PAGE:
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the established Church there was then no essential difference in points of doctrine, to conform in that particular to the ritual of the Church”.

The avowed principle upon which the dissenters profess to conform, and upon which they justify themselves under the charge of inconsistency in conforming, with the prescribed ritual of the Church is, that “they consider marriage as a civil affair, and therefore can submit to the will of the magistrate in regard to the place o as well as other circumstances of this rite.” It might not be unreasonable to enquire, how many marriages of dissenters are contracted in entire ignorance of this principle, and on considerations perfectly distinct ; but it is sufficient for the present occasion to know, that this principle is very different from the motive alleged by Unitarians for the acquiescence of dissenters, and that if it does not expressly admit the legal necessity, it offers

- Ibid. See Appendix, No. II.

• Nonconformists' Catechism, pt. ii. qu. 84. “The marriage ceremony is performed at the altar; an evident relic of popery, which makes matrimony one of the seven sacraments. If it be objected that dissenters are inconsistent in submitting to be married at the altar, it is answered, they consider marriage,” &c. The rubric requires but a very small part of the service to be performed at the Lord's table, and practical convenience only has led to the alteration. The word altar, which was retained only in the first Book of Edward VI. was succeeded in the second Book by the word the Lord's table, (see Appendix, No. III.) and the offensive word does not now occur in any of the rubrics, prayers, or exhortations of the Church of England. It is notorious that many of the Romish sacraments were not performed at the altar. Such insinuations would justify the most rigid severity in examining the validity of the excuse.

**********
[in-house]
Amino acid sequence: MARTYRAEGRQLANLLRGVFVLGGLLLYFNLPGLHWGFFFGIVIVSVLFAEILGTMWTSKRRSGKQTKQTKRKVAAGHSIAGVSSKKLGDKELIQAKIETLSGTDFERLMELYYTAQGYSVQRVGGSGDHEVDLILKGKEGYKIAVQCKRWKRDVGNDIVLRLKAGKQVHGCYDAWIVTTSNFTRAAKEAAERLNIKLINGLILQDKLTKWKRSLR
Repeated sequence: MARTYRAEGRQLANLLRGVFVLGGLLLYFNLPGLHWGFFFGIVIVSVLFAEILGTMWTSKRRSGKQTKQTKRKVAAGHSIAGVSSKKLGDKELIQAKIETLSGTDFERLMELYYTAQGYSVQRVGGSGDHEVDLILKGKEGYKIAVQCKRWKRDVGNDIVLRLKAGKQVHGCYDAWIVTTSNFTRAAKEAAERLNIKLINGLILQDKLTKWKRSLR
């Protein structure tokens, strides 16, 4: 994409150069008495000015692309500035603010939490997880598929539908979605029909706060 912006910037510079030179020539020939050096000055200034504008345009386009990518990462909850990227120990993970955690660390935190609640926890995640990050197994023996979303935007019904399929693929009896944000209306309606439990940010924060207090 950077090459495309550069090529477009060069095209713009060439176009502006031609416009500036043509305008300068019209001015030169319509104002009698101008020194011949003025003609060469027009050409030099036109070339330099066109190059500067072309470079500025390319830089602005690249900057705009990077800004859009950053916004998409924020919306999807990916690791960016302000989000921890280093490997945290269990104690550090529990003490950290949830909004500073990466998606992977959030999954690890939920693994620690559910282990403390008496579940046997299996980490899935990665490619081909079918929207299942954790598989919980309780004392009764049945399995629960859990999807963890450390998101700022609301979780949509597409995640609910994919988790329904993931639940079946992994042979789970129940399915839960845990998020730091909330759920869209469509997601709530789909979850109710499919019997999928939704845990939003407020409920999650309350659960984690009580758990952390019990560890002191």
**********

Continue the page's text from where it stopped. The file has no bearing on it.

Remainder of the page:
no objection to the use of the religious ratification of marriage.

The principal position of the Unitarians, that after the Toleration Act and before the Marriage Act the marriages of dissenters in the face of their own congregations were considered valid in the courts of law, seems to limit the investigation which is required, and may be sufficiently refuted, if it can be shewn that the supposed validity was unknown before the Toleration Act; that it was not established by the Toleration Act; that it was not recognized in the interval between that Act and the Marriage Act; and that the Marriage Act did not interfere with any existing privileges of the dissenters.

Under the ordinance of the Usurpation the liturgy was proscribed, the religious celebration of marriage was made a penal offence, and a legal character was given to marriages contracted before a justice of the peace, who was to declare the parties husband and wife, and it was ordained that such marriage should be good and effectual in law. The last provision was unnecessary if the legal validity of the civil contract had been the previous doctrine of the law. The Act of the Restoration (12 Charles II. c. 33.) gives additional force and perspicuity to this argument, by enacting that any marriage had and solemnized, since the first day of May 1642, under colour of certain ordinances in some other manner than hath been formerly used and accustomed, shall be of the same and of no other force and effect, as if such marriages had been solemnized according to the rites and ceremonies in the Church and kingdom of England, any law, custom, or usage, to the con